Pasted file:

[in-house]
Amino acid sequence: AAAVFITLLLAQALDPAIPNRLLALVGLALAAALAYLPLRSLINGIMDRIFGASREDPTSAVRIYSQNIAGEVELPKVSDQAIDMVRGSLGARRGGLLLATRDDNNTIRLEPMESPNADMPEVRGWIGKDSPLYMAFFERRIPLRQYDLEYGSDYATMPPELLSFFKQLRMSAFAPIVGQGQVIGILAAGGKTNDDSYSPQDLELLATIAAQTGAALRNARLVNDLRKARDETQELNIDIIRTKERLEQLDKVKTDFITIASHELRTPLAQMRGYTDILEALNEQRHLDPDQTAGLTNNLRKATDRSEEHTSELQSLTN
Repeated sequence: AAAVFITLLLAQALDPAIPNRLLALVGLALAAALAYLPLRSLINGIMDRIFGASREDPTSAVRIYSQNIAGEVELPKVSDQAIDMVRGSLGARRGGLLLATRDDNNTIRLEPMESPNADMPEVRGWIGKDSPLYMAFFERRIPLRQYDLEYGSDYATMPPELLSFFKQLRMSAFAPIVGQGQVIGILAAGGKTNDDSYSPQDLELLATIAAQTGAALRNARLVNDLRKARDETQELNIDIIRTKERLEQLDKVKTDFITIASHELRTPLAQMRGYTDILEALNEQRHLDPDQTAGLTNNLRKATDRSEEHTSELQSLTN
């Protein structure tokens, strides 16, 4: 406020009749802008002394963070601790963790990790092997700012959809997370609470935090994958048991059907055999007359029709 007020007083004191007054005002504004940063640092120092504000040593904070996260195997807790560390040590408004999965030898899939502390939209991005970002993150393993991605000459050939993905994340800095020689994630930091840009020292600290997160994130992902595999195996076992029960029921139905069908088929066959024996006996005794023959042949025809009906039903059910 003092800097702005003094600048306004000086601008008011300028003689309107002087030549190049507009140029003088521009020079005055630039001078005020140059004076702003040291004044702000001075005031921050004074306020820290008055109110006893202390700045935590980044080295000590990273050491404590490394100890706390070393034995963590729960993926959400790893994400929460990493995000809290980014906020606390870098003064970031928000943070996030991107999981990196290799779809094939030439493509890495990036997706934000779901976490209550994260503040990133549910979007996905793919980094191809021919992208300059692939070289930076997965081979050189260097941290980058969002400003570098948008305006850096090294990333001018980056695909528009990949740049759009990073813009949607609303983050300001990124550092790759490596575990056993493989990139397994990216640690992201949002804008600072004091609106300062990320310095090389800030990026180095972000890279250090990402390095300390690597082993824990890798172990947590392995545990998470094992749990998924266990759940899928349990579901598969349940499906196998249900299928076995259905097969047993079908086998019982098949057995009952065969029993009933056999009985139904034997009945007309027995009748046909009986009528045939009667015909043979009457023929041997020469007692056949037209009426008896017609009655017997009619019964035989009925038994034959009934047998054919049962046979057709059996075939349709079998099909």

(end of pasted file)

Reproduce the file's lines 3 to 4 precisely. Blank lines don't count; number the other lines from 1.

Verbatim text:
Repeated sequence: AAAVFITLLLAQALDPAIPNRLLALVGLALAAALAYLPLRSLINGIMDRIFGASREDPTSAVRIYSQNIAGEVELPKVSDQAIDMVRGSLGARRGGLLLATRDDNNTIRLEPMESPNADMPEVRGWIGKDSPLYMAFFERRIPLRQYDLEYGSDYATMPPELLSFFKQLRMSAFAPIVGQGQVIGILAAGGKTNDDSYSPQDLELLATIAAQTGAALRNARLVNDLRKARDETQELNIDIIRTKERLEQLDKVKTDFITIASHELRTPLAQMRGYTDILEALNEQRHLDPDQTAGLTNNLRKATDRSEEHTSELQSLTN
């Protein structure tokens, strides 16, 4: 406020009749802008002394963070601790963790990790092997700012959809997370609470935090994958048991059907055999007359029709 007020007083004191007054005002504004940063640092120092504000040593904070996260195997807790560390040590408004999965030898899939502390939209991005970002993150393993991605000459050939993905994340800095020689994630930091840009020292600290997160994130992902595999195996076992029960029921139905069908088929066959024996006996005794023959042949025809009906039903059910 003092800097702005003094600048306004000086601008008011300028003689309107002087030549190049507009140029003088521009020079005055630039001078005020140059004076702003040291004044702000001075005031921050004074306020820290008055109110006893202390700045935590980044080295000590990273050491404590490394100890706390070393034995963590729960993926959400790893994400929460990493995000809290980014906020606390870098003064970031928000943070996030991107999981990196290799779809094939030439493509890495990036997706934000779901976490209550994260503040990133549910979007996905793919980094191809021919992208300059692939070289930076997965081979050189260097941290980058969002400003570098948008305006850096090294990333001018980056695909528009990949740049759009990073813009949607609303983050300001990124550092790759490596575990056993493989990139397994990216640690992201949002804008600072004091609106300062990320310095090389800030990026180095972000890279250090990402390095300390690597082993824990890798172990947590392995545990998470094992749990998924266990759940899928349990579901598969349940499906196998249900299928076995259905097969047993079908086998019982098949057995009952065969029993009933056999009985139904034997009945007309027995009748046909009986009528045939009667015909043979009457023929041997020469007692056949037209009426008896017609009655017997009619019964035989009925038994034959009934047998054919049962046979057709059996075939349709079998099909």